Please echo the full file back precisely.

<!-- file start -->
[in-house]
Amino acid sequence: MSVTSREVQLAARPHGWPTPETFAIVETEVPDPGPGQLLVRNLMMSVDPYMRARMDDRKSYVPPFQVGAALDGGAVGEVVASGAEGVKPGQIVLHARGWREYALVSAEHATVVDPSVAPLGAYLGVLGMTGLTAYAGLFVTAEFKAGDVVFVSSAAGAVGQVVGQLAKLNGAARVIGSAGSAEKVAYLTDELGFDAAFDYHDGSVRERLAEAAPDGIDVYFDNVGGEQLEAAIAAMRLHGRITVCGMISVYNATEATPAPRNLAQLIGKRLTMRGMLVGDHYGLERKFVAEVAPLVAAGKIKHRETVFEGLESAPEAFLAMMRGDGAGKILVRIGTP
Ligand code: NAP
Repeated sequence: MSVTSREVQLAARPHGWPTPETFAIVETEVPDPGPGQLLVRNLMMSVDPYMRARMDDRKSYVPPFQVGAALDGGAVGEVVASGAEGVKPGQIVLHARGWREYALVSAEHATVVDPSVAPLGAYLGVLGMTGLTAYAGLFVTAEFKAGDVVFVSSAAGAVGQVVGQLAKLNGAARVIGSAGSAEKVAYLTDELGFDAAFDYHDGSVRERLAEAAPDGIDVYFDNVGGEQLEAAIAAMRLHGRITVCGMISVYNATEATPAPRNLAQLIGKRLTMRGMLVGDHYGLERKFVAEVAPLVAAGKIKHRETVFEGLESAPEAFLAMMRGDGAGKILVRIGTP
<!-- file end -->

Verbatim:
[in-house]
Amino acid sequence: MSVTSREVQLAARPHGWPTPETFAIVETEVPDPGPGQLLVRNLMMSVDPYMRARMDDRKSYVPPFQVGAALDGGAVGEVVASGAEGVKPGQIVLHARGWREYALVSAEHATVVDPSVAPLGAYLGVLGMTGLTAYAGLFVTAEFKAGDVVFVSSAAGAVGQVVGQLAKLNGAARVIGSAGSAEKVAYLTDELGFDAAFDYHDGSVRERLAEAAPDGIDVYFDNVGGEQLEAAIAAMRLHGRITVCGMISVYNATEATPAPRNLAQLIGKRLTMRGMLVGDHYGLERKFVAEVAPLVAAGKIKHRETVFEGLESAPEAFLAMMRGDGAGKILVRIGTP
Ligand code: NAP
Repeated sequence: MSVTSREVQLAARPHGWPTPETFAIVETEVPDPGPGQLLVRNLMMSVDPYMRARMDDRKSYVPPFQVGAALDGGAVGEVVASGAEGVKPGQIVLHARGWREYALVSAEHATVVDPSVAPLGAYLGVLGMTGLTAYAGLFVTAEFKAGDVVFVSSAAGAVGQVVGQLAKLNGAARVIGSAGSAEKVAYLTDELGFDAAFDYHDGSVRERLAEAAPDGIDVYFDNVGGEQLEAAIAAMRLHGRITVCGMISVYNATEATPAPRNLAQLIGKRLTMRGMLVGDHYGLERKFVAEVAPLVAAGKIKHRETVFEGLESAPEAFLAMMRGDGAGKILVRIGTP